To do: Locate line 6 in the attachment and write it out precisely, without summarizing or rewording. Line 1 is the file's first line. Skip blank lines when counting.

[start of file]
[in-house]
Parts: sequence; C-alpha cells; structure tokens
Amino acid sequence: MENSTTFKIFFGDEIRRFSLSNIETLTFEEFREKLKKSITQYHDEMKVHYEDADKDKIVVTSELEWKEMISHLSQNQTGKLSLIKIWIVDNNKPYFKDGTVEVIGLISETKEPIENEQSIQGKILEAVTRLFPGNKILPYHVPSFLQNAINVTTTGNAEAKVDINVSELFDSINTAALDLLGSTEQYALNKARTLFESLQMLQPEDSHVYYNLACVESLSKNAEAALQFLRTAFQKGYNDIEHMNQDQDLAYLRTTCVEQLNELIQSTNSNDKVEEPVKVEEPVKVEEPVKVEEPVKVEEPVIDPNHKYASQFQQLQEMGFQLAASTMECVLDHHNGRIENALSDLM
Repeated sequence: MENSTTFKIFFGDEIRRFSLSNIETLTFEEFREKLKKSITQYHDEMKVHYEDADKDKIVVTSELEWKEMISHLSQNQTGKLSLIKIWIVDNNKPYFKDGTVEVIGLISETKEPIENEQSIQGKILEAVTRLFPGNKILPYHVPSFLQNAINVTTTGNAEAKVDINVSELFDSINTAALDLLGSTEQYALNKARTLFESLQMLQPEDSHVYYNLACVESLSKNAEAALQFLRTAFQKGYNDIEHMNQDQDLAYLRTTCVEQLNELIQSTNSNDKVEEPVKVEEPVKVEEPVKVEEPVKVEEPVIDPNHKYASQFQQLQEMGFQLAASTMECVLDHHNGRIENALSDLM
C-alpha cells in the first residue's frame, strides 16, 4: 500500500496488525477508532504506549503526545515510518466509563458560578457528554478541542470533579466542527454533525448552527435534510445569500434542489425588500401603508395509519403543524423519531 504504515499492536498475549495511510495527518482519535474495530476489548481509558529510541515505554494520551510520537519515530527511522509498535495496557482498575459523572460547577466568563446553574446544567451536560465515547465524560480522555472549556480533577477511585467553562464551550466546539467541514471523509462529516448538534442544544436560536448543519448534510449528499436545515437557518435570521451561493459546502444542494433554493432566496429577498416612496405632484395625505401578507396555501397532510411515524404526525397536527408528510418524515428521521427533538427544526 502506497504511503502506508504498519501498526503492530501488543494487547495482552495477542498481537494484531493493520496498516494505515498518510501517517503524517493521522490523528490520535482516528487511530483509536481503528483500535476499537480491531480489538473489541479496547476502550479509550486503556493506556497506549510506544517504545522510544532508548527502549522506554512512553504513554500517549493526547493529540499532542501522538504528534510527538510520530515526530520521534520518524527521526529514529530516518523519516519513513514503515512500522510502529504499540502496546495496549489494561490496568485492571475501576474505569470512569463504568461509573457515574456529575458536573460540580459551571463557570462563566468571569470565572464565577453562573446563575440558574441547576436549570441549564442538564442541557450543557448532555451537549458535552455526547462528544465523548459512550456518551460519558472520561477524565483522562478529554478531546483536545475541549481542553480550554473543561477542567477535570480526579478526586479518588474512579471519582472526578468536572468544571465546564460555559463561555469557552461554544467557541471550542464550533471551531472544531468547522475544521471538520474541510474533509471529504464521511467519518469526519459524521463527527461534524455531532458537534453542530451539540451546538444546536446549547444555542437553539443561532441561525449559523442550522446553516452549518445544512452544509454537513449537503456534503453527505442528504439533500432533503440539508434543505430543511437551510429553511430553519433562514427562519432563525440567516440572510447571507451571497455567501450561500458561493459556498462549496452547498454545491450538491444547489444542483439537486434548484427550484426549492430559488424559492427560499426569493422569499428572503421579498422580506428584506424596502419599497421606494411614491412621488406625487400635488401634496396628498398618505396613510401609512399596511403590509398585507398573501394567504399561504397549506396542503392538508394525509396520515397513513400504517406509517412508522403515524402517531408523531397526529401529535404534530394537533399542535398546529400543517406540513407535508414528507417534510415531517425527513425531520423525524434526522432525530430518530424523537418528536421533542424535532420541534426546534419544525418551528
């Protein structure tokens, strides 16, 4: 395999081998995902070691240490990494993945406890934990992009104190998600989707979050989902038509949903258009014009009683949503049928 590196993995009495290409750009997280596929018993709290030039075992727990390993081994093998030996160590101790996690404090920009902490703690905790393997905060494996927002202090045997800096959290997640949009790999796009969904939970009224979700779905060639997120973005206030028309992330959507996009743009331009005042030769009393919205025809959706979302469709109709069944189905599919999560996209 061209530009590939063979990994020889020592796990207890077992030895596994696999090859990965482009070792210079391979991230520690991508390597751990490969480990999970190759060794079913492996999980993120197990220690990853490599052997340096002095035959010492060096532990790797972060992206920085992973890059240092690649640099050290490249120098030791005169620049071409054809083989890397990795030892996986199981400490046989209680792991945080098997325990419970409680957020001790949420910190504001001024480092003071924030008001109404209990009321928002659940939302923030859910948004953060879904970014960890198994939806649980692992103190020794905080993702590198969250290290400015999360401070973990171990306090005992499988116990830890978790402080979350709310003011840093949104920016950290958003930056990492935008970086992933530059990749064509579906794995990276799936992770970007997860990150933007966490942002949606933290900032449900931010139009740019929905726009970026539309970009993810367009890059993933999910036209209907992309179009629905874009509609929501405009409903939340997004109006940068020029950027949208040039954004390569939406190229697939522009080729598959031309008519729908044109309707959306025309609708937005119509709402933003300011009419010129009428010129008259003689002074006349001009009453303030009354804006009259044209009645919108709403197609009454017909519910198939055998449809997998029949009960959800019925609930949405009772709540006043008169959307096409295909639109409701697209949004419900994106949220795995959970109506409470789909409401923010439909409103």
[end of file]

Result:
């Protein structure tokens, strides 16, 4: 395999081998995902070691240490990494993945406890934990992009104190998600989707979050989902038509949903258009014009009683949503049928 590196993995009495290409750009997280596929018993709290030039075992727990390993081994093998030996160590101790996690404090920009902490703690905790393997905060494996927002202090045997800096959290997640949009790999796009969904939970009224979700779905060639997120973005206030028309992330959507996009743009331009005042030769009393919205025809959706979302469709109709069944189905599919999560996209 061209530009590939063979990994020889020592796990207890077992030895596994696999090859990965482009070792210079391979991230520690991508390597751990490969480990999970190759060794079913492996999980993120197990220690990853490599052997340096002095035959010492060096532990790797972060992206920085992973890059240092690649640099050290490249120098030791005169620049071409054809083989890397990795030892996986199981400490046989209680792991945080098997325990419970409680957020001790949420910190504001001024480092003071924030008001109404209990009321928002659940939302923030859910948004953060879904970014960890198994939806649980692992103190020794905080993702590198969250290290400015999360401070973990171990306090005992499988116990830890978790402080979350709310003011840093949104920016950290958003930056990492935008970086992933530059990749064509579906794995990276799936992770970007997860990150933007966490942002949606933290900032449900931010139009740019929905726009970026539309970009993810367009890059993933999910036209209907992309179009629905874009509609929501405009409903939340997004109006940068020029950027949208040039954004390569939406190229697939522009080729598959031309008519729908044109309707959306025309609708937005119509709402933003300011009419010129009428010129008259003689002074006349001009009453303030009354804006009259044209009645919108709403197609009454017909519910198939055998449809997998029949009960959800019925609930949405009772709540006043008169959307096409295909639109409701697209949004419900994106949220795995959970109506409470789909409401923010439909409103």